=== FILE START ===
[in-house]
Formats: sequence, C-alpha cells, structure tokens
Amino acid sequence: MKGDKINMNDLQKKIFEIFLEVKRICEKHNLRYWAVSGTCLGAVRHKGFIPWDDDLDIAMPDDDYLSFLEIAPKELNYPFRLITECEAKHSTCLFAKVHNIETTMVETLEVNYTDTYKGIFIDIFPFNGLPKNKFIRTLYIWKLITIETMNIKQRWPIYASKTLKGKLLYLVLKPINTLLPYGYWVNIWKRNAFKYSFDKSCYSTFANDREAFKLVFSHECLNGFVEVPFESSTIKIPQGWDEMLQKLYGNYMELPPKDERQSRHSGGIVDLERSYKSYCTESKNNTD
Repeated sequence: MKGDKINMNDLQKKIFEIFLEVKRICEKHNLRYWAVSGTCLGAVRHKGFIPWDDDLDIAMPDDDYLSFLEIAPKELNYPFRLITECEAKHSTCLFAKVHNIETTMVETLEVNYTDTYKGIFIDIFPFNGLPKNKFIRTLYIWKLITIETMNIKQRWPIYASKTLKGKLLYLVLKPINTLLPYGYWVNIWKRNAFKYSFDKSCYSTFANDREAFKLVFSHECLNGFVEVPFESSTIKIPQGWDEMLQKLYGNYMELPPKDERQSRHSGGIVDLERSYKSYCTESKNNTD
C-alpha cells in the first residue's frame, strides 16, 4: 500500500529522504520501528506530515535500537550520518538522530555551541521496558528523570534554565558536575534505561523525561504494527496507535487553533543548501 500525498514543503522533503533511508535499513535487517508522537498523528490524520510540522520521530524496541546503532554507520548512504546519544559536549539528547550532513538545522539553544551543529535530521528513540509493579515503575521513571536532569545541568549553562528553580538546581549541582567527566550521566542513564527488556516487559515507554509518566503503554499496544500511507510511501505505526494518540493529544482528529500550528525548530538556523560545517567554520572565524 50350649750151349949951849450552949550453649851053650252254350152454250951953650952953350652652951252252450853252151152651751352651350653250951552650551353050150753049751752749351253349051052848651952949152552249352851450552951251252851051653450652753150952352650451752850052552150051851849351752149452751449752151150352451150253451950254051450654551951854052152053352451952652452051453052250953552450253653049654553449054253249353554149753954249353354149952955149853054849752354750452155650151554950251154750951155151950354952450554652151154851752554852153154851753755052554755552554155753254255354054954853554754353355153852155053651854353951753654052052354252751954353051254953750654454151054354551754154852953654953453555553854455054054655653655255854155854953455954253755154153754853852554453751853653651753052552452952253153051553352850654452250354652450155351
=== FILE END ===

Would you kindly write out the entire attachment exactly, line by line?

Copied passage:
[in-house]
Formats: sequence, C-alpha cells, structure tokens
Amino acid sequence: MKGDKINMNDLQKKIFEIFLEVKRICEKHNLRYWAVSGTCLGAVRHKGFIPWDDDLDIAMPDDDYLSFLEIAPKELNYPFRLITECEAKHSTCLFAKVHNIETTMVETLEVNYTDTYKGIFIDIFPFNGLPKNKFIRTLYIWKLITIETMNIKQRWPIYASKTLKGKLLYLVLKPINTLLPYGYWVNIWKRNAFKYSFDKSCYSTFANDREAFKLVFSHECLNGFVEVPFESSTIKIPQGWDEMLQKLYGNYMELPPKDERQSRHSGGIVDLERSYKSYCTESKNNTD
Repeated sequence: MKGDKINMNDLQKKIFEIFLEVKRICEKHNLRYWAVSGTCLGAVRHKGFIPWDDDLDIAMPDDDYLSFLEIAPKELNYPFRLITECEAKHSTCLFAKVHNIETTMVETLEVNYTDTYKGIFIDIFPFNGLPKNKFIRTLYIWKLITIETMNIKQRWPIYASKTLKGKLLYLVLKPINTLLPYGYWVNIWKRNAFKYSFDKSCYSTFANDREAFKLVFSHECLNGFVEVPFESSTIKIPQGWDEMLQKLYGNYMELPPKDERQSRHSGGIVDLERSYKSYCTESKNNTD
C-alpha cells in the first residue's frame, strides 16, 4: 500500500529522504520501528506530515535500537550520518538522530555551541521496558528523570534554565558536575534505561523525561504494527496507535487553533543548501 500525498514543503522533503533511508535499513535487517508522537498523528490524520510540522520521530524496541546503532554507520548512504546519544559536549539528547550532513538545522539553544551543529535530521528513540509493579515503575521513571536532569545541568549553562528553580538546581549541582567527566550521566542513564527488556516487559515507554509518566503503554499496544500511507510511501505505526494518540493529544482528529500550528525548530538556523560545517567554520572565524 50350649750151349949951849450552949550453649851053650252254350152454250951953650952953350652652951252252450853252151152651751352651350653250951552650551353050150753049751752749351253349051052848651952949152552249352851450552951251252851051653450652753150952352650451752850052552150051851849351752149452751449752151150352451150253451950254051450654551951854052152053352451952652452051453052250953552450253653049654553449054253249353554149753954249353354149952955149853054849752354750452155650151554950251154750951155151950354952450554652151154851752554852153154851753755052554755552554155753254255354054954853554754353355153852155053651854353951753654052052354252751954353051254953750654454151054354551754154852953654953453555553854455054054655653655255854155854953455954253755154153754853852554453751853653651753052552452952253153051553352850654452250354652450155351